SHANGHAI/SINGAPORE (Reuters) - Chinese commodities dived on Monday, led by 6 percent falls in steel and iron ore futures, as deepening worries about China’s demand extended a fortnight of sharp drops and false rebounds in the country’s market for industrial metals.
Speculative funds rushed into China’s commodities futures last month, betting the country’s economy was bottoming. The buying frenzy alarmed domestic exchanges and regulators fearing a bubble could be forming as volumes and prices soared.
To limit speculation on futures from steel to coal, the country’s three commodity exchanges have taken aggressive measures, including raising trading margins and transaction fees, and widening daily movement limits.
The big market swings and the response of authorities have raised concerns about the risk of contagion for global markets, particularly after last year’s stock boom and bust.
On Monday, the Dalian Commodity Exchange said it would continue to strengthen its market monitoring and may raise transaction fees further to curb speculation.
“Futures liquidity has dropped sharply following exchanges’ measures, and now investors are worried China’s economic trend will be weaker than previously expected, hurting sentiment,” said Zhao Chaoyue, an analyst at Merchant Futures in Shenzhen.
The most-traded rebar, or reinforced steel, on the Shanghai Futures Exchange posted its biggest daily fall on record on Monday. It hit a downside limit of 6 percent to 2,175 yuan ($334.41) a ton, the lowest since April 7.
September iron ore futures on the Dalian Commodity Exchange also tumbled by their daily permissible limit of 6 percent to 388 yuan a ton.
Spot prices of billet, a semi-finished steel product, regarded as a key reference point for the physical market, have tumbled over the last few days, traders said.
The declines followed customs data on Sunday that showed iron ore imports fell 2.2 percent in April from March, while copper ore and concentrate imports shed 8 percent on the month.
Fanning concerns about weak fundamentals, iron ore inventories at China’s big ports topped 100 million tonnes by the end of April, the China Iron & Steel Association said on Monday.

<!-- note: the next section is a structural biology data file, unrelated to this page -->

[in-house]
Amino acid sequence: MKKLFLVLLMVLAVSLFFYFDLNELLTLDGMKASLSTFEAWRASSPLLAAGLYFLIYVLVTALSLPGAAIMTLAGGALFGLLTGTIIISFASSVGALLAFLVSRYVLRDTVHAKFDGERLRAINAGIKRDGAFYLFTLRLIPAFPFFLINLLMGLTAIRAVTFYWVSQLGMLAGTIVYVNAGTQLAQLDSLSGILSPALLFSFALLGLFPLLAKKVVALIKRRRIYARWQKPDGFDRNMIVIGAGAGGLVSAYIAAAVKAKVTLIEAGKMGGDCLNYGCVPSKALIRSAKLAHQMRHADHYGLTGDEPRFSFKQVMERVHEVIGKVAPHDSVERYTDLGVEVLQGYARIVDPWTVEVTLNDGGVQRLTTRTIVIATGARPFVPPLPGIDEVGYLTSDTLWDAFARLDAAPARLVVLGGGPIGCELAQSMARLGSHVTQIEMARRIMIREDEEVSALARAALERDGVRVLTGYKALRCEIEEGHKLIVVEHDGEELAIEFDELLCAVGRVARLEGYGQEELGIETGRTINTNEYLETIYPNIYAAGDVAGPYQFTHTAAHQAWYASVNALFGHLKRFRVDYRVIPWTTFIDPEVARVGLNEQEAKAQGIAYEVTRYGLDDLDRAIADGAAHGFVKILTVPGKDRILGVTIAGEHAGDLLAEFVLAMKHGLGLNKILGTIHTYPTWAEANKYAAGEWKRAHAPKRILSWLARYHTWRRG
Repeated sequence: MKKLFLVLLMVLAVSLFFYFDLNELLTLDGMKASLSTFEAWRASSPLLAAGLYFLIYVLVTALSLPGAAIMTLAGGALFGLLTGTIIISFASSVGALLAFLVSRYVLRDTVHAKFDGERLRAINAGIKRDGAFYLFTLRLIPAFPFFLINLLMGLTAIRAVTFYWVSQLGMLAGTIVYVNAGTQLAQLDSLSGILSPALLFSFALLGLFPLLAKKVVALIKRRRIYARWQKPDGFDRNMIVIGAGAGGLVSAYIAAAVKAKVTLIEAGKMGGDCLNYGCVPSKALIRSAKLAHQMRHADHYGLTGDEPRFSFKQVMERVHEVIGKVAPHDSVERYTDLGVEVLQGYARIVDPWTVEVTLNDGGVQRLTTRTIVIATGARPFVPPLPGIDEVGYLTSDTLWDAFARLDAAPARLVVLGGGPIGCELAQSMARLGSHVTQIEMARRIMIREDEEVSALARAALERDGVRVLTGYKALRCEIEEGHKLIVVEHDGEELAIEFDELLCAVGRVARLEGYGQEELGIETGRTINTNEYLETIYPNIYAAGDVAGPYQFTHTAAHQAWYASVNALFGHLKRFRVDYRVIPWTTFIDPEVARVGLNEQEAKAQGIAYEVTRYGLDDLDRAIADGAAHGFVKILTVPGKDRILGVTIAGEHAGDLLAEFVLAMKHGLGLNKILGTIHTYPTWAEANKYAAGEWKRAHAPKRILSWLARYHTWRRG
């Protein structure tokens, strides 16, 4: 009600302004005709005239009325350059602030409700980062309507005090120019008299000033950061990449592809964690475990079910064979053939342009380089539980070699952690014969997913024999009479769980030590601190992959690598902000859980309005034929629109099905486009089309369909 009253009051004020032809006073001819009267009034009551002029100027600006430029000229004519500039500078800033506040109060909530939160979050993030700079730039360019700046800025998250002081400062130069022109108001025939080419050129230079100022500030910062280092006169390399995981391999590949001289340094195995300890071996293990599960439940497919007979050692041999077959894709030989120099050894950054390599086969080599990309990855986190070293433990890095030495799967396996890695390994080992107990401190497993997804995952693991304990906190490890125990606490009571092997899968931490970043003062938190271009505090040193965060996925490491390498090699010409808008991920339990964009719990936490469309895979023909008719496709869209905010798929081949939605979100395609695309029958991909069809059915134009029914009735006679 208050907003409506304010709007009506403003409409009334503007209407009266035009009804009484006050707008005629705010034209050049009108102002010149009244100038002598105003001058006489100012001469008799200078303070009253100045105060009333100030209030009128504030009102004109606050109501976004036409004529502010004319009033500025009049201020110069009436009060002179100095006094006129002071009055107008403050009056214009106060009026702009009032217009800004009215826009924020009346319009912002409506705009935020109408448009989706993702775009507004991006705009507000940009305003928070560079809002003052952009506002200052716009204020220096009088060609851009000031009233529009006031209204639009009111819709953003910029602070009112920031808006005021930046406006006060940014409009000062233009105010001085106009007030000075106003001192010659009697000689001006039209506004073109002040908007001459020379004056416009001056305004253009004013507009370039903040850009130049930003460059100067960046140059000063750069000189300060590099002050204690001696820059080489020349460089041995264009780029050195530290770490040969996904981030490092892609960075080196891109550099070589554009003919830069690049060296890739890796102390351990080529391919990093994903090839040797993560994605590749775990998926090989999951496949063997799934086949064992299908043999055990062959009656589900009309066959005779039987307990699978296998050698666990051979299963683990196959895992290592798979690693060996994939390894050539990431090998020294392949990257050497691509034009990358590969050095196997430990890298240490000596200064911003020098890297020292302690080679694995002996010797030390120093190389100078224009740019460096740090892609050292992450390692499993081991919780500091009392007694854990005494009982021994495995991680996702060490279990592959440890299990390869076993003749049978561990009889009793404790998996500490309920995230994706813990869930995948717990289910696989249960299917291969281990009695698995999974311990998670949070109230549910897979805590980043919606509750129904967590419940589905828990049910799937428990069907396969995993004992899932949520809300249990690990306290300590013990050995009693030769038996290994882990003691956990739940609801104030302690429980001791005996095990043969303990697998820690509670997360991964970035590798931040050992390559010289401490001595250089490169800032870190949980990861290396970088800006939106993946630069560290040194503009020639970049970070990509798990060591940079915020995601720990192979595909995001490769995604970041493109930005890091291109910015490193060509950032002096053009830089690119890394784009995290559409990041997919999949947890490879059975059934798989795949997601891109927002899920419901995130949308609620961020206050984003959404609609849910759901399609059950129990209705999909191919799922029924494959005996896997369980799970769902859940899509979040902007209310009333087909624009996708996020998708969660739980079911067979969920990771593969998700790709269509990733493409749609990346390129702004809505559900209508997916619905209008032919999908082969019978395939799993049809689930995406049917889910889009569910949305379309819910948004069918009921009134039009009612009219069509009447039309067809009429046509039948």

Chinese stocks also fell in tandem on Monday, reaching eight-month lows. Following the market’s nearly 3 percent slump on Friday, the blue-chip CSI300 index dropped 2.1 percent while the Shanghai Composite Index gave up 2.8 percent.
Talking down the prospect of any quick economic recovery, state-owned People’s Daily said on Monday that China’s economic trend will be “L-shaped”, rather than “U-shaped”, and definitely not “V-shaped”.
“Steel demand is seasonally weaker between June and August, while output keeps rising, which has been interpreted by investors as the turning point of the economic recovery,” said Zhao of Merchant Futures.
Speculative interest has focused on steel since it is seen as a lead indicator for the commodities complex, which is used at the very early stage of projects.
“In the next two to three months we might see some seasonal factors kicking in to cool prices down and drive speculative buyers away,” said Judy Zhu, an analyst with Standard Chartered in Shanghai, adding that demand should gradually improve over six to eight months.
Other steelmaking raw material futures also fell on Monday, with metallurgical coke slumping 6.9 percent and coking coal down 4.3 percent. Nickel dropped 3.3 percent.
The selling also hit agricultural futures.
China’s Dalian soybeans slid for a fourth consecutive session on Monday to their lowest in nearly three weeks even as strong demand from the world’s top importer of the commodity drove the benchmark U.S. prices higher.
Cotton futures on Zhengzhou Commodity Exchange finished down 2.2 percent, the lowest since April 18.
Additional reporting by Naveen Thukral in SINGAPORE and Melanie Burton in MELBOURNE; Writing by Ed Davies; Editing by Ryan Woo